Fla. May Become 13th State to Give Illegal Immigrants Driver’s Licenses
MARCH 21, 2019
Illegal immigrants could get valid Florida driver’s licenses under proposed legislation that would accept foreign passports, international birth certificates and Mexican consular cards as proof of identity. As is the case in most states, current Florida law requires residents to prove U.S. citizenship or provide a resident alien greed card to obtain a driver’s license. Two separate measures—introduced this month in the House and Senate—would let illegal aliens in the Sunshine State get valid cards.
The House bill, co-introduced by an Orlando Democrat who is a senior director at Planned Parenthood, would allow the following documents to obtain a license; a birth certificate issued by a foreign government; a consular identification document issued by the government of Mexico or a document issued by another government which the department determines is substantially similar. In a local news report the state representative, Anna Eskamani, behind the measure said this: “I always ask the question about why not build trust with those who are already marginalized, versus pushing them farther and farther away from us. I think what this bill does is it helps to build that trust. It also helps ensure public safety.”
The Senate version was introduced by Miami Democrat Javier Rodriguez, who asserts that “it doesn’t matter your immigration status. If you are on the roads, you should have access to a driver’s test and the ability to get car insurance.” The wording in his measure is identical to the House version accepting foreign passports, birth certificates, consular IDs and similar documents as proof of identity. Neither measure has been heard by legislative committees and the senate version was recently referred to a state infrastructure and security subcommittee on transportation. Rodriguez is well known for protecting illegal aliens and is working to combat a measure to crack down on sanctuary cities in Florida by ensuring local law enforcement agencies fully comply with federal immigration detainers. Rodriguez refers to the bill, which is moving forward in the state Senate, as “anti-immigrant.”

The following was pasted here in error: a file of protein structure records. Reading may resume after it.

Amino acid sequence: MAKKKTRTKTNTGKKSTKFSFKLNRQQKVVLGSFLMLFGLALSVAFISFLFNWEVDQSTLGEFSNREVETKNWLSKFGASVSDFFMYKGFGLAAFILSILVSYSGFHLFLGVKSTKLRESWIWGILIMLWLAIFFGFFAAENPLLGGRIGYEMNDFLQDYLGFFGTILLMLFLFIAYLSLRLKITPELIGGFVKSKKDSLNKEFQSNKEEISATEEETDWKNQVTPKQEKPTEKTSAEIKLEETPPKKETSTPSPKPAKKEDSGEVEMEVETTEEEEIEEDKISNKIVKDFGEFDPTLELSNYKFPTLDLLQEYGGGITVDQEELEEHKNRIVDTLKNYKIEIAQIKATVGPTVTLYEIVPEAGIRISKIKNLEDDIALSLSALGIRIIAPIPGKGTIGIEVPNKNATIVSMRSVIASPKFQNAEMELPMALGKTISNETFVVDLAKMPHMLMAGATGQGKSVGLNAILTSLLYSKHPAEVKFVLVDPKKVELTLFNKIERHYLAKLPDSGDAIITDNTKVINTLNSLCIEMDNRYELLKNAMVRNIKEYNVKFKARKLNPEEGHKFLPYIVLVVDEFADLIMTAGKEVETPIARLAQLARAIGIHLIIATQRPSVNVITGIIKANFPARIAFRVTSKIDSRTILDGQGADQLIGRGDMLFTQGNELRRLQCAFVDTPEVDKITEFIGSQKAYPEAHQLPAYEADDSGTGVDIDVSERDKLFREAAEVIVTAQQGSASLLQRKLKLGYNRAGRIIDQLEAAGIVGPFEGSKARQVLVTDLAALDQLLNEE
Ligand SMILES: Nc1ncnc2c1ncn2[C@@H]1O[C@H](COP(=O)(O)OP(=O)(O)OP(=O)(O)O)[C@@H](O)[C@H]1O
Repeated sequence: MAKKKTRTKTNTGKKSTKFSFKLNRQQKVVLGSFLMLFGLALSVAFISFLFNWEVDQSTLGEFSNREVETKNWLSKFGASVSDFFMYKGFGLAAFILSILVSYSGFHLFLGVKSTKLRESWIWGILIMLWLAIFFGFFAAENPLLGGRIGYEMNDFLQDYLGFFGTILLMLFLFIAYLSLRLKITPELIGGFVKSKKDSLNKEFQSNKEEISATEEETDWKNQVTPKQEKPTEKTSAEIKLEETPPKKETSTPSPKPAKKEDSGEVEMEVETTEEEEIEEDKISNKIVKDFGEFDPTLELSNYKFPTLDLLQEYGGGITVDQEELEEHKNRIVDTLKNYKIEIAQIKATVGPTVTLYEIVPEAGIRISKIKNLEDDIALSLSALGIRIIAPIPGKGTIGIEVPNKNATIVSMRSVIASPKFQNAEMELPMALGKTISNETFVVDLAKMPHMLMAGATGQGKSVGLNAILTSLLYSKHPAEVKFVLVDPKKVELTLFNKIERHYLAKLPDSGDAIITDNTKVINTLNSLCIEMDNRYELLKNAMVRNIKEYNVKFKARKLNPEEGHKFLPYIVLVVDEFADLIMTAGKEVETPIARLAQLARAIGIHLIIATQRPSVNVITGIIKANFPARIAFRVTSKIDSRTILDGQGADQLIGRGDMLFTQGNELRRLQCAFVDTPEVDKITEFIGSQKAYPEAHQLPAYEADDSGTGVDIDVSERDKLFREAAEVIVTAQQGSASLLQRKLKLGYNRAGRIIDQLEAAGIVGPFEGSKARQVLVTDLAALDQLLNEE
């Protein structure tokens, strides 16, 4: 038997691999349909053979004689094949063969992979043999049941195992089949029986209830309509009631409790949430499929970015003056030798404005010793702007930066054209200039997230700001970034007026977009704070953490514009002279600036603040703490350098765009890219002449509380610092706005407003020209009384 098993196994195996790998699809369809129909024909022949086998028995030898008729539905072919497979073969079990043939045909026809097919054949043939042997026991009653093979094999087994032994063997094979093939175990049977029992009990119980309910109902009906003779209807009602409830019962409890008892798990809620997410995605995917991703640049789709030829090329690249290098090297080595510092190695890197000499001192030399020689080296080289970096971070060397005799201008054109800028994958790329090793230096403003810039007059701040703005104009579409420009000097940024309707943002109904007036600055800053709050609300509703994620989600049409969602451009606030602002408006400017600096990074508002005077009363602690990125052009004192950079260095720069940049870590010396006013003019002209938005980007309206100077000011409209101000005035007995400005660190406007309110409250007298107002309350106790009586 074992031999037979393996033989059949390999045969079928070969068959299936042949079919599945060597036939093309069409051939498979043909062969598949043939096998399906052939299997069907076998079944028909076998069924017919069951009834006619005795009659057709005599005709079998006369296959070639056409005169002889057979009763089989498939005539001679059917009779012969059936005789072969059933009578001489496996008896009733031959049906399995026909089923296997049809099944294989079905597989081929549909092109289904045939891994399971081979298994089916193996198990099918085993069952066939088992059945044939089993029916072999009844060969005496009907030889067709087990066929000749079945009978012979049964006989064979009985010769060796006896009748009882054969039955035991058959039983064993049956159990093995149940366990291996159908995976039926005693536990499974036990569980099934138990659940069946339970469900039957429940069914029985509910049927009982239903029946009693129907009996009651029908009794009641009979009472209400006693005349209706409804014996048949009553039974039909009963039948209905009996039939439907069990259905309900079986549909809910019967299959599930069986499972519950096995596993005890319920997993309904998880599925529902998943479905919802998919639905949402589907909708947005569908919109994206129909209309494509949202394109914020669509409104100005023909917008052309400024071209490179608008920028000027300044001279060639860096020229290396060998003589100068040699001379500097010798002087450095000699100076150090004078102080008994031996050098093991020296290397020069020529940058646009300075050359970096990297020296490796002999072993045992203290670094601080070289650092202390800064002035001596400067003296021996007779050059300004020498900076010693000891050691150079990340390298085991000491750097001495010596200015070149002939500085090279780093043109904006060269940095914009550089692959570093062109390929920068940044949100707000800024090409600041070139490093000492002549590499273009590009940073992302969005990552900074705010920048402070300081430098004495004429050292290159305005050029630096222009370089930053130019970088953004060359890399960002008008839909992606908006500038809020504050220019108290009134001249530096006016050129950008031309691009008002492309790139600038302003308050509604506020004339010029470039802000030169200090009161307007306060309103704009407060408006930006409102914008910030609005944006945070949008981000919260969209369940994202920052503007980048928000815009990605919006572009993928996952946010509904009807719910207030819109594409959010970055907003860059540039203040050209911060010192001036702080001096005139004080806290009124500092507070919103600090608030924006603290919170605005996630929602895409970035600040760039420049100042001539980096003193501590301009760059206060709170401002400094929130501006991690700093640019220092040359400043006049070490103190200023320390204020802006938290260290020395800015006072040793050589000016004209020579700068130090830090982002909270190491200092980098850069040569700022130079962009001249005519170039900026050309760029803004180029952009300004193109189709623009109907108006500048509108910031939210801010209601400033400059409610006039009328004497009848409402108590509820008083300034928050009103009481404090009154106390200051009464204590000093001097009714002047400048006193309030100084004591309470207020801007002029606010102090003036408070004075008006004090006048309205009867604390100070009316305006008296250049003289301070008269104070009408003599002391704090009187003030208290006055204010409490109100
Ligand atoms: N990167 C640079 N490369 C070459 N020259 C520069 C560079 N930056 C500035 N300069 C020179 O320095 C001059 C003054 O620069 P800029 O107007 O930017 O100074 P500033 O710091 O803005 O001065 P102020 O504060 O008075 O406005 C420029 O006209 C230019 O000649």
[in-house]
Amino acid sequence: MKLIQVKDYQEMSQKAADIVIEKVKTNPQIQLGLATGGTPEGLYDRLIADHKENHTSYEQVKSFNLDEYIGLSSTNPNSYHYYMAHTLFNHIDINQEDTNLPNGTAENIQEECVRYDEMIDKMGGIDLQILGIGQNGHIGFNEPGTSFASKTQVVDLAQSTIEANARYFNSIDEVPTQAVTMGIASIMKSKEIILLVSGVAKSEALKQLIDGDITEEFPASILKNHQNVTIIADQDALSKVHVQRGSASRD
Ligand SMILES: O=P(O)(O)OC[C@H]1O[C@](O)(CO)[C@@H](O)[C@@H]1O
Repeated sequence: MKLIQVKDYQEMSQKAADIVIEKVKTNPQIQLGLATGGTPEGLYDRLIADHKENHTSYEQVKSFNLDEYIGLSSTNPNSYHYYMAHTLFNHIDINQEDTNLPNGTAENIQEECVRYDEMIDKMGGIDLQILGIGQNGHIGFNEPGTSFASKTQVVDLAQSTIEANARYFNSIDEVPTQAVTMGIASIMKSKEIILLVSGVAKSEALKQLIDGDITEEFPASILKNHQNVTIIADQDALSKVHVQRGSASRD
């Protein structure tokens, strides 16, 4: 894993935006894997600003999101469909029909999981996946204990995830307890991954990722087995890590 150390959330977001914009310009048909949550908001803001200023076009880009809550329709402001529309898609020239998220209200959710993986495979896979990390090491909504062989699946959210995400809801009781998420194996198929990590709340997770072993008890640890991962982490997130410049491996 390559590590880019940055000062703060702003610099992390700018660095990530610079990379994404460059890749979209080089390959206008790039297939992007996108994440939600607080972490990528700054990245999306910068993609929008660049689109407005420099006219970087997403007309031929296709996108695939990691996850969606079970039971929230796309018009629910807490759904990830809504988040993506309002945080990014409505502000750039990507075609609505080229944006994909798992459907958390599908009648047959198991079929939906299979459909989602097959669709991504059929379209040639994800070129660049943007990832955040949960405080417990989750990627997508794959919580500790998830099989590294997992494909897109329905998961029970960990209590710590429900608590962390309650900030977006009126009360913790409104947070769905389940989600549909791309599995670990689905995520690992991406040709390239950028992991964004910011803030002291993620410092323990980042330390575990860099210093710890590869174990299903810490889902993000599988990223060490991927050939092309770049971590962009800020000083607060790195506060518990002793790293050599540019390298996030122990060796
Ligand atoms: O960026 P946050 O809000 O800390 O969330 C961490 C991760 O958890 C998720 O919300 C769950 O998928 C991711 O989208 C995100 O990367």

If either of the Florida driver’s license bills pass, it would become the 13th state—along with the District of Columbia—to offer illegal immigrants the privilege. According to the National Conference of State Legislatures, California, Colorado, Connecticut, Delaware, Hawaii, Illinois, Maryland, Nevada, New Mexico, Utah, Vermont and Washington issue a license to applicants that provide a foreign birth certificate, passport or consular card. Washington State was the first to pass a law, in 1993, granting illegal aliens driver’s licenses. The next two states—New Mexico and Utah—enacted their measures in 2003 and 2005 respectively followed by Illinois (2012) and Vermont, Nevada, Maryland, Connecticut, Colorado and California in 2013. The District of Columbia also passed its law in 2013 and Hawaii and Delaware followed in 2015.
In 2013 Oregon passed a law that let illegal aliens get driver’s licenses but voters overwhelmingly approved a citizen’s veto referendum to suspend it a year later. Incredibly, a group of Mexican illegal immigrants sued to reverse the decision by Oregon voters, claiming that it was unconstitutional because it arbitrarily denies driving privileges “based on their membership in a disfavored minority group.” A federal judge in Eugene dismissed the lawsuit, finding that there was no discriminatory animus on the state’s part for refusing to issue illegal aliens driver cards.
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